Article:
Harvest at the U of R!

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A bountiful crop yield for Carmichael Outreach

Author: britin cote – contributor

Volunteers picking vegetables and working the patch! / Alec Salloum

Volunteers picking vegetables and working the patch! / Alec Salloum

At some point or another, every student has walked by the garden patch behind the library and probably just walked on by, not realizing what exactly that plot of land is doing for others. On Sept. 16, RPIRG hosted their green patch harvest celebration, where on- and off-campus volunteers gathered under the blazing sun to collect this year’s yield. The gardeners where assisted by the program’s main recipients, the Carmichael Outreach, an organization that continues the cycle of goodwill by providing free meals and services to the public.

Anna Dipple, executive director of RPIRG, was present at the harvest. The garden has been harvested for the past three years. The plot consists of three vegetable patches, in which basically anything that can grow in Saskatchewan is planted.

When asked what they grow, Dipple lit up and started to list off all their produce.

“Cucumbers, lettuce, kale, chard, carrots, zucchini, cabbage, broccoli.” The list continues with “potatoes, brussel sprouts, squash, sunflowers, beets, artichokes, corn, peas, beans, tomatoes, hot peppers and bell peppers; pretty much anything you could think of”.

This season saw the introduction of hops to its variety, a wall climbing plant used to flavour beer. Could this potentially lead to our own U of R alcoholic beverage? This writer is hopeful. If anyone can remember what the beginning of September was like temperature wise, it’s understandable that since school has started pre-semester life feels like a distant past, frost was a threat to all plants and produce.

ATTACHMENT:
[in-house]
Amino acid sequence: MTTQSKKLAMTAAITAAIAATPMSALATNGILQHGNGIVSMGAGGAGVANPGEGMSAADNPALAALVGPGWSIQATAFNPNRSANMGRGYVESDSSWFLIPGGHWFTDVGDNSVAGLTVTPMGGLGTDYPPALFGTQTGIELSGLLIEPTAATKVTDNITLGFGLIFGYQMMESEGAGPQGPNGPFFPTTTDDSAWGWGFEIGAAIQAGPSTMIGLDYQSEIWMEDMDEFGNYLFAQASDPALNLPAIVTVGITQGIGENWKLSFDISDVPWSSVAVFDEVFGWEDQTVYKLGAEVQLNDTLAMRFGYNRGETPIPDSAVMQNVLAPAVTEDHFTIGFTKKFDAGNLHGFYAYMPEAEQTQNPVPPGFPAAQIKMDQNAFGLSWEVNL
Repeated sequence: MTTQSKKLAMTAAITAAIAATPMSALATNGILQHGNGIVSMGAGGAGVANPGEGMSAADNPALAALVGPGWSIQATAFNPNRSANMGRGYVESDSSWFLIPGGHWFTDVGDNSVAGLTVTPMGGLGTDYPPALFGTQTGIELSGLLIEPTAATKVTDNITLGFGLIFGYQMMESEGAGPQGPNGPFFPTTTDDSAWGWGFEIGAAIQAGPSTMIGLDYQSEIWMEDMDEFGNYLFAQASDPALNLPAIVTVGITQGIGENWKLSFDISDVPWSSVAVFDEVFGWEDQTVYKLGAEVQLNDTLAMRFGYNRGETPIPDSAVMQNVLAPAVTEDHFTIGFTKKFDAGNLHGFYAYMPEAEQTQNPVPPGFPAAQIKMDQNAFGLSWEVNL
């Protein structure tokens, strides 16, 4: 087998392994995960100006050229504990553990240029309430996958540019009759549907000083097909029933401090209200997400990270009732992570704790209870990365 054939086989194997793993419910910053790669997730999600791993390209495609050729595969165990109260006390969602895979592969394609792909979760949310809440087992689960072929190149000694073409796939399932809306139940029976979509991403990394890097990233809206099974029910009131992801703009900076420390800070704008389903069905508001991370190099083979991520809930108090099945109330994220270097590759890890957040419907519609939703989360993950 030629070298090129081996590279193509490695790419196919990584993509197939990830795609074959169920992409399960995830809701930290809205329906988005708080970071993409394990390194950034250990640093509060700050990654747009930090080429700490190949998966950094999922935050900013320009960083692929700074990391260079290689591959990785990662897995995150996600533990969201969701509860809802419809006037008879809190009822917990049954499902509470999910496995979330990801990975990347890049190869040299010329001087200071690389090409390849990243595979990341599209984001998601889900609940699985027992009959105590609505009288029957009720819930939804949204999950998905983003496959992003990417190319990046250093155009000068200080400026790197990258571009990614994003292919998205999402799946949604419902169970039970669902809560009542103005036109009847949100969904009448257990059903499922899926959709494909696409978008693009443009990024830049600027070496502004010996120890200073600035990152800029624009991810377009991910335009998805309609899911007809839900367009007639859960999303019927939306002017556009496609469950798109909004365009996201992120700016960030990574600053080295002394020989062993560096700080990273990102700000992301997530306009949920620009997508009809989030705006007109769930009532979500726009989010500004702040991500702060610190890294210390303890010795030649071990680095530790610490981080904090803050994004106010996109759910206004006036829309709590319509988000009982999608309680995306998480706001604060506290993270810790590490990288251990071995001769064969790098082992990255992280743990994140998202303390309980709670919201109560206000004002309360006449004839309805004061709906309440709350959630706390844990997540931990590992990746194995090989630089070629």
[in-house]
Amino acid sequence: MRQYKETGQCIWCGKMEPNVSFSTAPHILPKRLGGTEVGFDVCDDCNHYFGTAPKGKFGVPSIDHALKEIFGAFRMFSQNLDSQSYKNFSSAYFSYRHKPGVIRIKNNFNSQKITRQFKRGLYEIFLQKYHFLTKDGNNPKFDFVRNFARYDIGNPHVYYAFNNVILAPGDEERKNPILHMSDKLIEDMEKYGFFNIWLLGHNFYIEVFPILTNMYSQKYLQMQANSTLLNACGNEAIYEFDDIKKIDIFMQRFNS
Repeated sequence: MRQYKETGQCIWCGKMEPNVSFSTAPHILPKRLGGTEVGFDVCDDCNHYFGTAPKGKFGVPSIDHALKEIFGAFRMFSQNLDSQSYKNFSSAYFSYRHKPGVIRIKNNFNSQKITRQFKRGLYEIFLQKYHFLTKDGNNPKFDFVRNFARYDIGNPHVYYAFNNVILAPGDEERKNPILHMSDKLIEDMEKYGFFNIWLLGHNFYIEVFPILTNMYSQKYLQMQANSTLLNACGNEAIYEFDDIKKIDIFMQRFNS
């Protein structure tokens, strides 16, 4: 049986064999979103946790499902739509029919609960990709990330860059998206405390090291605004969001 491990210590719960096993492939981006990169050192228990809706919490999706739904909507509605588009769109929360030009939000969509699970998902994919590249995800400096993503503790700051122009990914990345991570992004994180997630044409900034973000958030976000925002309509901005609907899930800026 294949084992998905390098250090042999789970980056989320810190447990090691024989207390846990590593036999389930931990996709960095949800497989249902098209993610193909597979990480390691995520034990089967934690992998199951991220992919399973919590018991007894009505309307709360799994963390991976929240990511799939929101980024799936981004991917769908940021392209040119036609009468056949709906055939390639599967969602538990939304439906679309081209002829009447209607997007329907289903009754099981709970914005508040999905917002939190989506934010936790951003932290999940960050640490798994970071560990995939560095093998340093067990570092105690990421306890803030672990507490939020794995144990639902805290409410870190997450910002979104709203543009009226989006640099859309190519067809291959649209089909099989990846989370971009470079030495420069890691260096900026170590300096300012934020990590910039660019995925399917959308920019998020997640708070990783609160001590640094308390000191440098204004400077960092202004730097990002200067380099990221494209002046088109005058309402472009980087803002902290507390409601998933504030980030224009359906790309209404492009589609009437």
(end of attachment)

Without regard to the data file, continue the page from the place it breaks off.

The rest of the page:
“We lucked out. We were able to harvest most of our kind of more tender vegetables, so our tomatoes, our lettuce, and everything like that”, said Dipple.

She even went on to give us a fun fact of the day.

“Any root vegetables are fine with frost, often carrots even sweeten.” The more you know.

Some might ask what the educational values of the garden are.

 Better than any lecture, a sociology class drops by for a “fieldtrip” to give a more hands-on experience while learning about food systems.

Very special young helpers came by this year from Awasis daycare on campus and learned all about where their food comes from and even helped plant the onions. Better get them in the sun before they have cellphones.

Two-thirds of the crop is given to Carmichael. They will go on to distribute the vegetables as warm meals for those who need it most. The other third is given to the volunteers themselves. Nick Olson is the food recovery program coordinator, and his main mission is to be as creative as possible when planning future meals. A wide menu of nutritious dishes can be created with the organic produce ranging from tomato sauce and zucchini pasta dishes, but the most popular dishes are soups that usually feature the garden’s potatoes. Nick goes on to mention the increasing need for the program, as many Regina residents find themselves in tough financial positions due to high cost of living, and that any donations are going to a good cause and are appreciated.

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